Classically Homeschooling’s 2015-2016 Curriculum Choices

2015-2016 curriculum choices

It’s time to post my curriculum plans for the 2015-2016 school year! To be perfectly honest, it’s not very different from last year. We move on and do more of the same.

This year the kids are in preschool, kindergarten, 7th, 10th, and 12th grades. My oldest just graduated high school and is headed off to college.

Tapestry of Grace

Tapestry of Grace forms the heart of my homeschool. Not only does it provide history and literature assignments and discussions, but it provides writing, geography, fine art, and church history.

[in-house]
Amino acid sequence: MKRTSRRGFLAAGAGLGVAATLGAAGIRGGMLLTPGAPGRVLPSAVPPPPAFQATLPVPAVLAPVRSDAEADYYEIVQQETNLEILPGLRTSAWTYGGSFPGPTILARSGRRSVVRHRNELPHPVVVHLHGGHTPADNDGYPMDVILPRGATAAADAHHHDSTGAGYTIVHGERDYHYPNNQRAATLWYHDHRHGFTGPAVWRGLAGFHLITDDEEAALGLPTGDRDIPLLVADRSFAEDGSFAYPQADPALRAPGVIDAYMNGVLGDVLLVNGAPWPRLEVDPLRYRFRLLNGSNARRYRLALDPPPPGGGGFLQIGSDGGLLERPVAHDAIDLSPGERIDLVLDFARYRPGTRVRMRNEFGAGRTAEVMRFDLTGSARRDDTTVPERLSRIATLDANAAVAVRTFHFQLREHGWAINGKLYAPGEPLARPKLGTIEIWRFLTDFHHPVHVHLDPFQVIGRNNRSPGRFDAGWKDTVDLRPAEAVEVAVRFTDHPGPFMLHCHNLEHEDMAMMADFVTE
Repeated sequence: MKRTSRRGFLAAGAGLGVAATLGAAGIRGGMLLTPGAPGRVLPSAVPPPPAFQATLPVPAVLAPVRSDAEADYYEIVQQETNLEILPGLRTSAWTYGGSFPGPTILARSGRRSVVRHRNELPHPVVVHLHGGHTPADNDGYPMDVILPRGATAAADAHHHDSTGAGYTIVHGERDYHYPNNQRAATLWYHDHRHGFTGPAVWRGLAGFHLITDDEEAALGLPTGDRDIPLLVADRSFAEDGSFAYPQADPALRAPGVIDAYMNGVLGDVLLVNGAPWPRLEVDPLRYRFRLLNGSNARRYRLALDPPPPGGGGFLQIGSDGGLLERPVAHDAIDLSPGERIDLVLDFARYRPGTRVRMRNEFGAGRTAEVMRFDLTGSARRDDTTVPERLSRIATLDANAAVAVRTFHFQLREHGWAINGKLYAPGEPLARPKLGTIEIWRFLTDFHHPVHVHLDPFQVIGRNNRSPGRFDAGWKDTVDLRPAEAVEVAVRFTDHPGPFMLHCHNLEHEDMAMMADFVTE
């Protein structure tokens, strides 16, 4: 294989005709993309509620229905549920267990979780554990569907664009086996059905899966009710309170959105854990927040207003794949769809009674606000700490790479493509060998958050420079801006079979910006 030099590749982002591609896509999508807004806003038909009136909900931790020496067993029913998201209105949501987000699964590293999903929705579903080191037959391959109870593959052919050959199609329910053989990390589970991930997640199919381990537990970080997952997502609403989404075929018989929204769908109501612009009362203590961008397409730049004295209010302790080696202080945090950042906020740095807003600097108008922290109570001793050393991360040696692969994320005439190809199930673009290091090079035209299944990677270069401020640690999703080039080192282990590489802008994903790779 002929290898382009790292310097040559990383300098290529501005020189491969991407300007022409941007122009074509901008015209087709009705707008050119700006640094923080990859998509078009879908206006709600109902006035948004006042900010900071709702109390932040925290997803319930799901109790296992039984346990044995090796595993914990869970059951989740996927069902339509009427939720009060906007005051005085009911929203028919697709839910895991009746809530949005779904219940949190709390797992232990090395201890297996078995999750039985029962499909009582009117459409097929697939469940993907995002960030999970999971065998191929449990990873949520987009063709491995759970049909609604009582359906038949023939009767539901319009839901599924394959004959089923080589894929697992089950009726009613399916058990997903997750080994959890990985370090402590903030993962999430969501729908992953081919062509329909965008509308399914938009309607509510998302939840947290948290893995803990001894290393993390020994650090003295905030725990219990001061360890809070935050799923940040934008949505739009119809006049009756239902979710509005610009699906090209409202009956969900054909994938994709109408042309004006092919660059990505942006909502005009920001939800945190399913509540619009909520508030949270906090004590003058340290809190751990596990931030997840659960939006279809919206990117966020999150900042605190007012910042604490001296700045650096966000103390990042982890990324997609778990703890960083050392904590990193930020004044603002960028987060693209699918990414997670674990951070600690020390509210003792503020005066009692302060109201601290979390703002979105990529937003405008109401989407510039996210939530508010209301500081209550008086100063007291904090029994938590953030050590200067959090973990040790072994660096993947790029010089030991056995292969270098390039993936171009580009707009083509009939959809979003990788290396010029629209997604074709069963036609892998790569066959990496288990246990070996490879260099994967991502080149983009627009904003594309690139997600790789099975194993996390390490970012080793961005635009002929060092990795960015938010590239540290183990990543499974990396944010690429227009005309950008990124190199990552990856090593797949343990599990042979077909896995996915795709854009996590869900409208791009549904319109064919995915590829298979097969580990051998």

How awesome is that!

Tapestry is divided into 4 levels: The lower grammar level for children just learning to read (K-3rd). Upper grammar is for 3rd-6th grade, dialectic for 6th – 9th grades, and rhetoric for 9th – 12th grades. The reason for the overlap is children don’t develop at the same rate.

This year we’re doing moving forward through Rome and into Year 2: Fall of Rome through 1800. It’s a crazy, roller-coaster of a year!

Since I’m not in the mood for a roller-coaster year and want more sanity, rest, and scholé, I’m making a few small changes to Tapestry of Grace.

  •  The 1st unit of TOG Year 2 touches on the major works of the middle ages. I’m going to pick 1-3 of my favorites for us to read and study rather than jumping from work to work.
  • We’ll spend unit 2 or unit 3 concentrating on Shakespeare.